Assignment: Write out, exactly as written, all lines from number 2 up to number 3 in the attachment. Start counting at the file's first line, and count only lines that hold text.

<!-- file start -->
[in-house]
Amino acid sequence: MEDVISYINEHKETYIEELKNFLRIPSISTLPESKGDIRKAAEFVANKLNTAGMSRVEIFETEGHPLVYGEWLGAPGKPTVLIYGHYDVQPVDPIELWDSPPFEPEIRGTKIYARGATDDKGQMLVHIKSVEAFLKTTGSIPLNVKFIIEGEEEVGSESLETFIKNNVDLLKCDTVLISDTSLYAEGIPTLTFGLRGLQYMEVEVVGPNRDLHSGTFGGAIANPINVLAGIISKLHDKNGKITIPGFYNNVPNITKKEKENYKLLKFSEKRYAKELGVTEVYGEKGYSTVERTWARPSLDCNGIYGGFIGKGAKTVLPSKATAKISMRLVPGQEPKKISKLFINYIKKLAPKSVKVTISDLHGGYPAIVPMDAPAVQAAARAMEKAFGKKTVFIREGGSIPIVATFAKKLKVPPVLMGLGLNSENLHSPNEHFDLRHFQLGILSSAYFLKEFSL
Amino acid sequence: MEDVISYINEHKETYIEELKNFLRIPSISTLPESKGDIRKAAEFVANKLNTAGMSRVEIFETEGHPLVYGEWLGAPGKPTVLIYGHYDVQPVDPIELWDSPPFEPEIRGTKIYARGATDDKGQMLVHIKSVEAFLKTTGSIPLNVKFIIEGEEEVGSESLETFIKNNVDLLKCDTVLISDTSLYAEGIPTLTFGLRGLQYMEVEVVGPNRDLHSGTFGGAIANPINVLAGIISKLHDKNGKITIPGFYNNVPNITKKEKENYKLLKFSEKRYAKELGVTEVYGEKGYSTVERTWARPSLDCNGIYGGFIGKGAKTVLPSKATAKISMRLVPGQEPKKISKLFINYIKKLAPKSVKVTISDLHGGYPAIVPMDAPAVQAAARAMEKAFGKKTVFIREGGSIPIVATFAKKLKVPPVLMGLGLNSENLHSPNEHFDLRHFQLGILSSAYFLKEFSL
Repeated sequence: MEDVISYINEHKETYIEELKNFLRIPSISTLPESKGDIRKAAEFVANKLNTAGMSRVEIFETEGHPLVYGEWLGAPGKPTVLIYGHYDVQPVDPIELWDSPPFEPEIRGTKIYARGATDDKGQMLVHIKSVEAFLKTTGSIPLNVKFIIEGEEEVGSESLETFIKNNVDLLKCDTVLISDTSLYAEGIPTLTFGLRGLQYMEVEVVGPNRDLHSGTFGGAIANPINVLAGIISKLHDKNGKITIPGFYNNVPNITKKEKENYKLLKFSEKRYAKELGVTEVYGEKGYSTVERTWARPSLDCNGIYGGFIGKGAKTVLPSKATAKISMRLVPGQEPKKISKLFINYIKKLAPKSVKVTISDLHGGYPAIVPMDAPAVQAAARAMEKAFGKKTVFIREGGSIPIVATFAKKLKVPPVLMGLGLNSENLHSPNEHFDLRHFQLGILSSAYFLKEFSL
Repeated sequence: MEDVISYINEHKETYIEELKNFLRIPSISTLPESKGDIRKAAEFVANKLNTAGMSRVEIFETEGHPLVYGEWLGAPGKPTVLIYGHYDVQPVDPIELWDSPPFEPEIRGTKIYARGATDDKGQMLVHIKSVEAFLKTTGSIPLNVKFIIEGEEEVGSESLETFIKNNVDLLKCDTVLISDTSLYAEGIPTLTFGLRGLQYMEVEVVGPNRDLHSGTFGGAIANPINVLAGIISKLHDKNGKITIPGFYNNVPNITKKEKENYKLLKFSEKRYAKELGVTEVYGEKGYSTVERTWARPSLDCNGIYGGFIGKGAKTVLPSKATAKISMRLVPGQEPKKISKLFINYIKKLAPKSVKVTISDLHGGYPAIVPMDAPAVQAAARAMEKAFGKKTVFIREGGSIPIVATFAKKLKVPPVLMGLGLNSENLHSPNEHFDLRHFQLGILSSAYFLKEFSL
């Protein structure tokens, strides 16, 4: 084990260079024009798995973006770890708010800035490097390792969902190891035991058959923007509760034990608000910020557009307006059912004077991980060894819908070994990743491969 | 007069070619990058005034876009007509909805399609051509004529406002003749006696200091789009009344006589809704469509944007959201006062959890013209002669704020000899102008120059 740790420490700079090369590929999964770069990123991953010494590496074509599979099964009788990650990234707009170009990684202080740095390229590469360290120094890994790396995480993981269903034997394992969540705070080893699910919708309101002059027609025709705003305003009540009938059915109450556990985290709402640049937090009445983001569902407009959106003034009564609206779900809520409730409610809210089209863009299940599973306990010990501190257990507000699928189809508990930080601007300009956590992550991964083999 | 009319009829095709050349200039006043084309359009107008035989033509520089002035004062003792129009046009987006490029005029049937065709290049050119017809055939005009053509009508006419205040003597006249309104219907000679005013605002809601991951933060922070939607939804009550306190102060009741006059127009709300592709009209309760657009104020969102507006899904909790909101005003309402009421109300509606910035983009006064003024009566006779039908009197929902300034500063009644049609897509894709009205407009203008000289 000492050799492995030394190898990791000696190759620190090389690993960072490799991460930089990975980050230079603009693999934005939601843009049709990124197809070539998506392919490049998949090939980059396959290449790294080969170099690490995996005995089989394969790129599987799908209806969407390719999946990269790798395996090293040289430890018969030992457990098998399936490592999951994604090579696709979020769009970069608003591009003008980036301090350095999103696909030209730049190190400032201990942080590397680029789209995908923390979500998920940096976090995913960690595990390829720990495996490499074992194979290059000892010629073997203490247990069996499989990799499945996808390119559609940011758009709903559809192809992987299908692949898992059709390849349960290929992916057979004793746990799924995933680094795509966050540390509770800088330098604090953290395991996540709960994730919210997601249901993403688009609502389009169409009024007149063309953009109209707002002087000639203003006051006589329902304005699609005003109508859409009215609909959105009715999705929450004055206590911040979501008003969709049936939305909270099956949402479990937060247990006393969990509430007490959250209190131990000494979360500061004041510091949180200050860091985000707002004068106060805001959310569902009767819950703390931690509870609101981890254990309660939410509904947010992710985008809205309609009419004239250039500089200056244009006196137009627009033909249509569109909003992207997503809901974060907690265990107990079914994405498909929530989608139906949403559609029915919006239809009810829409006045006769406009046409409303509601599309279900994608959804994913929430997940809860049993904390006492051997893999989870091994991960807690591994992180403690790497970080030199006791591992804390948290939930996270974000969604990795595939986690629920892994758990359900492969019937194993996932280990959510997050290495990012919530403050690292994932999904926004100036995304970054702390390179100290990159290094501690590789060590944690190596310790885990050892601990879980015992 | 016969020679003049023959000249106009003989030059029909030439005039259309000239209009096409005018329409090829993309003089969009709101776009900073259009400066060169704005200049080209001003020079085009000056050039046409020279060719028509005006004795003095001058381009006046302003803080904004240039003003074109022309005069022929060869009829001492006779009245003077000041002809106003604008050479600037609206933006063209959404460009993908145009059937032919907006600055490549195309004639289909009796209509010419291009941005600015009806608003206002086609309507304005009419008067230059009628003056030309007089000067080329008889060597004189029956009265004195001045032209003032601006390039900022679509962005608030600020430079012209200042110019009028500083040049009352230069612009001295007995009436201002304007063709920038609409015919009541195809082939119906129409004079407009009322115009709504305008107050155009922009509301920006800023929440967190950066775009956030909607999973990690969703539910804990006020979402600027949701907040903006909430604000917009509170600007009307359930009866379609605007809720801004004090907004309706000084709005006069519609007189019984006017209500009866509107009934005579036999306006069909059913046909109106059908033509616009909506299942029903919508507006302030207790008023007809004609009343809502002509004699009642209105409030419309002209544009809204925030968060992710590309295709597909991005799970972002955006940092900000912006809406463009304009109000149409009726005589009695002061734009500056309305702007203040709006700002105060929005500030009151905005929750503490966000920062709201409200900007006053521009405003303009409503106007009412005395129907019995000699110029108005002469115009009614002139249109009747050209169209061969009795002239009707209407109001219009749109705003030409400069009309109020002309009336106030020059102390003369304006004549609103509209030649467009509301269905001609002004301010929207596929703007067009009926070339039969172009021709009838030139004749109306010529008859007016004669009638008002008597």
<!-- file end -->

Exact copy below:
Amino acid sequence: MEDVISYINEHKETYIEELKNFLRIPSISTLPESKGDIRKAAEFVANKLNTAGMSRVEIFETEGHPLVYGEWLGAPGKPTVLIYGHYDVQPVDPIELWDSPPFEPEIRGTKIYARGATDDKGQMLVHIKSVEAFLKTTGSIPLNVKFIIEGEEEVGSESLETFIKNNVDLLKCDTVLISDTSLYAEGIPTLTFGLRGLQYMEVEVVGPNRDLHSGTFGGAIANPINVLAGIISKLHDKNGKITIPGFYNNVPNITKKEKENYKLLKFSEKRYAKELGVTEVYGEKGYSTVERTWARPSLDCNGIYGGFIGKGAKTVLPSKATAKISMRLVPGQEPKKISKLFINYIKKLAPKSVKVTISDLHGGYPAIVPMDAPAVQAAARAMEKAFGKKTVFIREGGSIPIVATFAKKLKVPPVLMGLGLNSENLHSPNEHFDLRHFQLGILSSAYFLKEFSL
Amino acid sequence: MEDVISYINEHKETYIEELKNFLRIPSISTLPESKGDIRKAAEFVANKLNTAGMSRVEIFETEGHPLVYGEWLGAPGKPTVLIYGHYDVQPVDPIELWDSPPFEPEIRGTKIYARGATDDKGQMLVHIKSVEAFLKTTGSIPLNVKFIIEGEEEVGSESLETFIKNNVDLLKCDTVLISDTSLYAEGIPTLTFGLRGLQYMEVEVVGPNRDLHSGTFGGAIANPINVLAGIISKLHDKNGKITIPGFYNNVPNITKKEKENYKLLKFSEKRYAKELGVTEVYGEKGYSTVERTWARPSLDCNGIYGGFIGKGAKTVLPSKATAKISMRLVPGQEPKKISKLFINYIKKLAPKSVKVTISDLHGGYPAIVPMDAPAVQAAARAMEKAFGKKTVFIREGGSIPIVATFAKKLKVPPVLMGLGLNSENLHSPNEHFDLRHFQLGILSSAYFLKEFSL